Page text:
After Angelica’s safe passage into the world, our dove was free to return to us. But our love for the people had been transmitted to her heart, and she chose to remain. She showed the people where an underground stream flowed all winter, led them to a stand of fallen alder dry enough to burn, directed them to partridges and hares willing to give their lives so our people would live.

In the spring, the wild crocus bloomed and the war officially ended. A new flag flew in the marketplace. The people crawled from their hiding places and rebuilt their homes. We were not surprised when our dove joined them. Because she had no name, the people called her Mária, after their virgin goddess. It was as good a name as any other they could have chosen.

Mária took up a simple cabin along the perimeter of the village that had belonged to Janos Zajacz, a bachelor, killed in the first week of the invasion. No one complained since we hovered over the yard, casting our shadow over the rocky ground. We were happy, however, to have our dove close.

Some of the soldiers and army followers decided that this valley, this spot beside the Kamenec River, was where they would stay and grow old, feeling fortunate to have lived through the war. The people who had survived in our mountains also felt fortunate. But they also wanted to forget. It was difficult for them, however, with Mária reminding them of their dark time of hiding. When she walked confidently though what was now becoming a village, her long silver braid swished back and forth, reminding them of the silver icicles hanging from the boughs of hemlocks. As she shopped in the new Centrum, they remember her uncanny knowledge of the forest and animals. And, after the small church was built from our granite and a priest installed, the women whispered about their midwife’s incomprehensible singing that eased a woman’s labor pains. They remembered that they would have died without her. But now they wanted to forget.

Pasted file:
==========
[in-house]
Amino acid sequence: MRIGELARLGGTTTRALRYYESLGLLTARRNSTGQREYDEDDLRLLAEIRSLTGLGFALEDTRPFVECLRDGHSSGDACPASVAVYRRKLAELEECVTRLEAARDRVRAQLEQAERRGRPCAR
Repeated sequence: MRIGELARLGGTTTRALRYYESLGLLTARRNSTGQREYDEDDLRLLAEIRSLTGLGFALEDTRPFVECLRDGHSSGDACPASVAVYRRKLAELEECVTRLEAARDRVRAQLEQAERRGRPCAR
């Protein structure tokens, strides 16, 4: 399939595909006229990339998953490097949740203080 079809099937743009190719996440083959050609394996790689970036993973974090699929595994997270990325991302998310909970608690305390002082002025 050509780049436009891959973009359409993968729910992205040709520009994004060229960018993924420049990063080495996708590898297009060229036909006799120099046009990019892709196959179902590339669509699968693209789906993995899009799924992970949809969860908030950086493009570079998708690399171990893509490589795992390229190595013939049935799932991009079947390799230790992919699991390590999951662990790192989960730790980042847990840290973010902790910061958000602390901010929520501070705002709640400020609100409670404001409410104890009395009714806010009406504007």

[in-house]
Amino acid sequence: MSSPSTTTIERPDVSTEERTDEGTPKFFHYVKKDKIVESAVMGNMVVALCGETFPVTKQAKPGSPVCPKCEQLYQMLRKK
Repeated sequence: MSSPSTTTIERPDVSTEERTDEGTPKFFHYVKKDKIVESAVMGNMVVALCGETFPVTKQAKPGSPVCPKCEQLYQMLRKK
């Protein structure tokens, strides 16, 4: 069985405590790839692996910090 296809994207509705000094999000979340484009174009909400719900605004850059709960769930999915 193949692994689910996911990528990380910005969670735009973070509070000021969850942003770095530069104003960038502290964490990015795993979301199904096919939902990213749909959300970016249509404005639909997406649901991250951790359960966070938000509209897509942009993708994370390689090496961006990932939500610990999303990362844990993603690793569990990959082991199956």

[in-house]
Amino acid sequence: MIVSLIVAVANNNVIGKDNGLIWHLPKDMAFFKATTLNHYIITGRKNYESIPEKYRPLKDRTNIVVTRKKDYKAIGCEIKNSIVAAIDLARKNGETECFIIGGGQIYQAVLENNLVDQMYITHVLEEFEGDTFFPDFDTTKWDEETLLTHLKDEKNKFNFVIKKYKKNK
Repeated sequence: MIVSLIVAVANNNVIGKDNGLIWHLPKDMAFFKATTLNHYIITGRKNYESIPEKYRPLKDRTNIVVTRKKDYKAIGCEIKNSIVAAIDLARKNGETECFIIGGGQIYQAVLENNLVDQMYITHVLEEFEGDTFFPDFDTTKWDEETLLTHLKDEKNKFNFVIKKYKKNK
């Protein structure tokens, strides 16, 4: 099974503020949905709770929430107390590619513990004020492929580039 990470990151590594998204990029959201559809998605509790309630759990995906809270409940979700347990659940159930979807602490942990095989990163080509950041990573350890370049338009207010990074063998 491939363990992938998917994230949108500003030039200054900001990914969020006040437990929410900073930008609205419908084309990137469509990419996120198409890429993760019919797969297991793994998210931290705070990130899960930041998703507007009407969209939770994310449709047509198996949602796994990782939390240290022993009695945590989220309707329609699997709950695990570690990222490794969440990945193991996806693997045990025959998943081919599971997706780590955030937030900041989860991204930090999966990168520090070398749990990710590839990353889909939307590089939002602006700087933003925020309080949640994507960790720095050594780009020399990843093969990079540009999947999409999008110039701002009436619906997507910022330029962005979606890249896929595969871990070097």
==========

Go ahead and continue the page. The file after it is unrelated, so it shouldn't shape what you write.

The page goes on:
But Mária’s song – our song – continued to calm mothers-to-be and urged reluctant babies from their wombs. Soon, there were many children running through the streets and healthy mothers in the market, thanks to the skill of our dove. She – we – loved the people and hoped that one day the people would accept her. And some did.

But most did not.

We were afraid that our dove would be lonely and so we sent doves to her, hundreds of them, each winter to keep her company during the cold harsh days.

It only caused the others to whisper behind their hands, to whisper about doves and singing and Satan.

But, still, the women called out for Mária at their most vulnerable moments. They knew our dove would come and sing their children safely into the world. And our dove went time and time again, no matter how the women whispered.